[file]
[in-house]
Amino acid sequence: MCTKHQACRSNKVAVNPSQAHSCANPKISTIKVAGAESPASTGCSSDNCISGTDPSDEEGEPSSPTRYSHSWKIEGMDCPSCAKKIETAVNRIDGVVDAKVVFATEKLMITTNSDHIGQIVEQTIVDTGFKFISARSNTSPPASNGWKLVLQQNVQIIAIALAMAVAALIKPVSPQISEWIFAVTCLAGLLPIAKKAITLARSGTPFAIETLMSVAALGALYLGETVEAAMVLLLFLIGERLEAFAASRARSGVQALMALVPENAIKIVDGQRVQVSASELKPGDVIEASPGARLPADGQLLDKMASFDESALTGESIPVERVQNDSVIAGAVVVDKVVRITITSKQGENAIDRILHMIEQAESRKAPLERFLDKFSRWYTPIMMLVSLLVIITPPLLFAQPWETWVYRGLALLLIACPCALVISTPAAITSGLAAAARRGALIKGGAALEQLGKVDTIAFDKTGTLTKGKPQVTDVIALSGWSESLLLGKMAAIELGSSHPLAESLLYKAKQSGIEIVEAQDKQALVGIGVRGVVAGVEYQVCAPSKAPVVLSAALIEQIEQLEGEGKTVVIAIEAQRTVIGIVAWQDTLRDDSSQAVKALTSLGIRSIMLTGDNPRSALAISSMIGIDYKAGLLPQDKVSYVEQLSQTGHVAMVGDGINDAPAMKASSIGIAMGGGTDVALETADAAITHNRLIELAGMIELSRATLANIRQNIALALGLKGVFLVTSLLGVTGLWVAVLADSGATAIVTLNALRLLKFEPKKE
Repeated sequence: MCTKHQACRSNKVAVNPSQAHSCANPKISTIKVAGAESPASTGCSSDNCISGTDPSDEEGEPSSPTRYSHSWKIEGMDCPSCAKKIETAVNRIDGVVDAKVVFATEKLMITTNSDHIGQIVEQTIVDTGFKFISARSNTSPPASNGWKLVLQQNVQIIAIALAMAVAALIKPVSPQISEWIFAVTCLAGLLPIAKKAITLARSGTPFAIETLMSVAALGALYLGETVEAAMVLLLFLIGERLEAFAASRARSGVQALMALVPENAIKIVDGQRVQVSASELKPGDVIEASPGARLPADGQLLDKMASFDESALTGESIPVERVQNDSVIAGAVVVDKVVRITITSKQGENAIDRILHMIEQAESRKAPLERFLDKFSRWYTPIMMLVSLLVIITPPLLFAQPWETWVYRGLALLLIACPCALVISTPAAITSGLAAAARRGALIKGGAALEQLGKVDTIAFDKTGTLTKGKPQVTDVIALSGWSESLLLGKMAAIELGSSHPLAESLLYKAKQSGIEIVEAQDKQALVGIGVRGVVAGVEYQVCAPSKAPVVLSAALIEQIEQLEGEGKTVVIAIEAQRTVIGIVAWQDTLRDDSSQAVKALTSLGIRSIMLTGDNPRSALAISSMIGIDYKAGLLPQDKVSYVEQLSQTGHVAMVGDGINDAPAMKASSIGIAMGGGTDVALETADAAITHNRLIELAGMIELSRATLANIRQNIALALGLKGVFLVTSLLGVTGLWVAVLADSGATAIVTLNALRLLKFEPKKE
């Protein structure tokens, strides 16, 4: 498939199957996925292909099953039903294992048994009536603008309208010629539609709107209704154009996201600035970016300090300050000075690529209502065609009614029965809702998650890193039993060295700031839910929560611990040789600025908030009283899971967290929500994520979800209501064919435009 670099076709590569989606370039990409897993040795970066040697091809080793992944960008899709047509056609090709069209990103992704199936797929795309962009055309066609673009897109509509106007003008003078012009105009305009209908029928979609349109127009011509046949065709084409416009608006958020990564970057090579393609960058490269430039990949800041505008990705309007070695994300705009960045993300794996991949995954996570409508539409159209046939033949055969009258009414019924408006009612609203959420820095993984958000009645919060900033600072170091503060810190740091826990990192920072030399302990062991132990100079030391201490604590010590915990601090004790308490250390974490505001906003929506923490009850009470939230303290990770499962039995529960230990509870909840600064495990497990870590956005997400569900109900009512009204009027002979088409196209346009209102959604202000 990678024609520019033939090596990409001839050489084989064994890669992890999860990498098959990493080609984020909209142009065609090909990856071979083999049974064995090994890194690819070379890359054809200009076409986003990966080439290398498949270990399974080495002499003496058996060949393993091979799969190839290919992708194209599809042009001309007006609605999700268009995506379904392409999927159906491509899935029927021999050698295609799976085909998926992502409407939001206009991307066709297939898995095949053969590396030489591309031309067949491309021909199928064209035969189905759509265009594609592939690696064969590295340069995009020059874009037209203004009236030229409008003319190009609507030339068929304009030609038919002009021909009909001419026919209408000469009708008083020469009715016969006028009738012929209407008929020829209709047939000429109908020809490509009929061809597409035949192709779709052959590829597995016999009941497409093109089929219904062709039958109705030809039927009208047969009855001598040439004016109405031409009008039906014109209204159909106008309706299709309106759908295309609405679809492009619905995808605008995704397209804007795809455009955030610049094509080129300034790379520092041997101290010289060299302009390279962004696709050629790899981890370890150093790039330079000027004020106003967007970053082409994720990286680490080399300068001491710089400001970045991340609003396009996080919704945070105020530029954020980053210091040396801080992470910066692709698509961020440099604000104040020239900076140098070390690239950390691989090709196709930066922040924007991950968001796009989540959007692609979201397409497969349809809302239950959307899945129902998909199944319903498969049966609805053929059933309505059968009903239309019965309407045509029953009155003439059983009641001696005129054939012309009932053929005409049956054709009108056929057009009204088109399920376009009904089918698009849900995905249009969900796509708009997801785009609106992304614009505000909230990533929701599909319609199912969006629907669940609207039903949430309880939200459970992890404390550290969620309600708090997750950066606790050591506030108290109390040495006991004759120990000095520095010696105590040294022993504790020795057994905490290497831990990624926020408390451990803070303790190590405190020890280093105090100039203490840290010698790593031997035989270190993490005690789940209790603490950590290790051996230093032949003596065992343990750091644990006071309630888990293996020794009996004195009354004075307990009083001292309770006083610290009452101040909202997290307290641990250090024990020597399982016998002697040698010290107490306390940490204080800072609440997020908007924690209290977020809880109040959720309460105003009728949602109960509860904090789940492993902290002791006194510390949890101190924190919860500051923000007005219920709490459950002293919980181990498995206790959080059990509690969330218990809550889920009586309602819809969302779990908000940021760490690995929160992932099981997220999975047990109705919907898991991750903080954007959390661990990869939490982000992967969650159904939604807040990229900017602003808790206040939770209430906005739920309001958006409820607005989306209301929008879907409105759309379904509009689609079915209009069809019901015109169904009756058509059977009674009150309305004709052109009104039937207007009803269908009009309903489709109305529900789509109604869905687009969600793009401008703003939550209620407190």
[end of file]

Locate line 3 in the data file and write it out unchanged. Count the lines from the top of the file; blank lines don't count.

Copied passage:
Repeated sequence: MCTKHQACRSNKVAVNPSQAHSCANPKISTIKVAGAESPASTGCSSDNCISGTDPSDEEGEPSSPTRYSHSWKIEGMDCPSCAKKIETAVNRIDGVVDAKVVFATEKLMITTNSDHIGQIVEQTIVDTGFKFISARSNTSPPASNGWKLVLQQNVQIIAIALAMAVAALIKPVSPQISEWIFAVTCLAGLLPIAKKAITLARSGTPFAIETLMSVAALGALYLGETVEAAMVLLLFLIGERLEAFAASRARSGVQALMALVPENAIKIVDGQRVQVSASELKPGDVIEASPGARLPADGQLLDKMASFDESALTGESIPVERVQNDSVIAGAVVVDKVVRITITSKQGENAIDRILHMIEQAESRKAPLERFLDKFSRWYTPIMMLVSLLVIITPPLLFAQPWETWVYRGLALLLIACPCALVISTPAAITSGLAAAARRGALIKGGAALEQLGKVDTIAFDKTGTLTKGKPQVTDVIALSGWSESLLLGKMAAIELGSSHPLAESLLYKAKQSGIEIVEAQDKQALVGIGVRGVVAGVEYQVCAPSKAPVVLSAALIEQIEQLEGEGKTVVIAIEAQRTVIGIVAWQDTLRDDSSQAVKALTSLGIRSIMLTGDNPRSALAISSMIGIDYKAGLLPQDKVSYVEQLSQTGHVAMVGDGINDAPAMKASSIGIAMGGGTDVALETADAAITHNRLIELAGMIELSRATLANIRQNIALALGLKGVFLVTSLLGVTGLWVAVLADSGATAIVTLNALRLLKFEPKKE